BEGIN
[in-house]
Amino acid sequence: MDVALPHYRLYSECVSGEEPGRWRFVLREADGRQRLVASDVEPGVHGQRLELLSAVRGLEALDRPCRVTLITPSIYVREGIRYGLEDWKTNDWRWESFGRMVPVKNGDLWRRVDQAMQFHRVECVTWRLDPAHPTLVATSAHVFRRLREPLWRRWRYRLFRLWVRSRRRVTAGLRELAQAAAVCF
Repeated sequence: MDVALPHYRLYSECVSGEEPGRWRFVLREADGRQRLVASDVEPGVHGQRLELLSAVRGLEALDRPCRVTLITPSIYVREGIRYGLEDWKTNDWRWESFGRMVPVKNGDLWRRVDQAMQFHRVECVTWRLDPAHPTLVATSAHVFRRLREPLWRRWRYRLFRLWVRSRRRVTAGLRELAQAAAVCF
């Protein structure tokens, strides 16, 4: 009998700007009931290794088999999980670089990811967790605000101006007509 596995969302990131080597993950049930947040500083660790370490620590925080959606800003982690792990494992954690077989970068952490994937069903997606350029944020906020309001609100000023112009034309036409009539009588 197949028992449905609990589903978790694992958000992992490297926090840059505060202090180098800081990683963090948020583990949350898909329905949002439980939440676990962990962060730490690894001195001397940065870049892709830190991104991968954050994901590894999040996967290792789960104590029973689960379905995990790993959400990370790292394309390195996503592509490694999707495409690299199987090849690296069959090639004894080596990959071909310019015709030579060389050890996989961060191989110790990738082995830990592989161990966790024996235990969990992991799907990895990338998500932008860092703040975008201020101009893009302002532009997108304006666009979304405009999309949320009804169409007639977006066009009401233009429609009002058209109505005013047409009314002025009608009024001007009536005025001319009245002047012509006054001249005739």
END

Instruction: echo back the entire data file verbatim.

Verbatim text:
[in-house]
Amino acid sequence: MDVALPHYRLYSECVSGEEPGRWRFVLREADGRQRLVASDVEPGVHGQRLELLSAVRGLEALDRPCRVTLITPSIYVREGIRYGLEDWKTNDWRWESFGRMVPVKNGDLWRRVDQAMQFHRVECVTWRLDPAHPTLVATSAHVFRRLREPLWRRWRYRLFRLWVRSRRRVTAGLRELAQAAAVCF
Repeated sequence: MDVALPHYRLYSECVSGEEPGRWRFVLREADGRQRLVASDVEPGVHGQRLELLSAVRGLEALDRPCRVTLITPSIYVREGIRYGLEDWKTNDWRWESFGRMVPVKNGDLWRRVDQAMQFHRVECVTWRLDPAHPTLVATSAHVFRRLREPLWRRWRYRLFRLWVRSRRRVTAGLRELAQAAAVCF
């Protein structure tokens, strides 16, 4: 009998700007009931290794088999999980670089990811967790605000101006007509 596995969302990131080597993950049930947040500083660790370490620590925080959606800003982690792990494992954690077989970068952490994937069903997606350029944020906020309001609100000023112009034309036409009539009588 197949028992449905609990589903978790694992958000992992490297926090840059505060202090180098800081990683963090948020583990949350898909329905949002439980939440676990962990962060730490690894001195001397940065870049892709830190991104991968954050994901590894999040996967290792789960104590029973689960379905995990790993959400990370790292394309390195996503592509490694999707495409690299199987090849690296069959090639004894080596990959071909310019015709030579060389050890996989961060191989110790990738082995830990592989161990966790024996235990969990992991799907990895990338998500932008860092703040975008201020101009893009302002532009997108304006666009979304405009999309949320009804169409007639977006066009009401233009429609009002058209109505005013047409009314002025009608009024001007009536005025001319009245002047012509006054001249005739």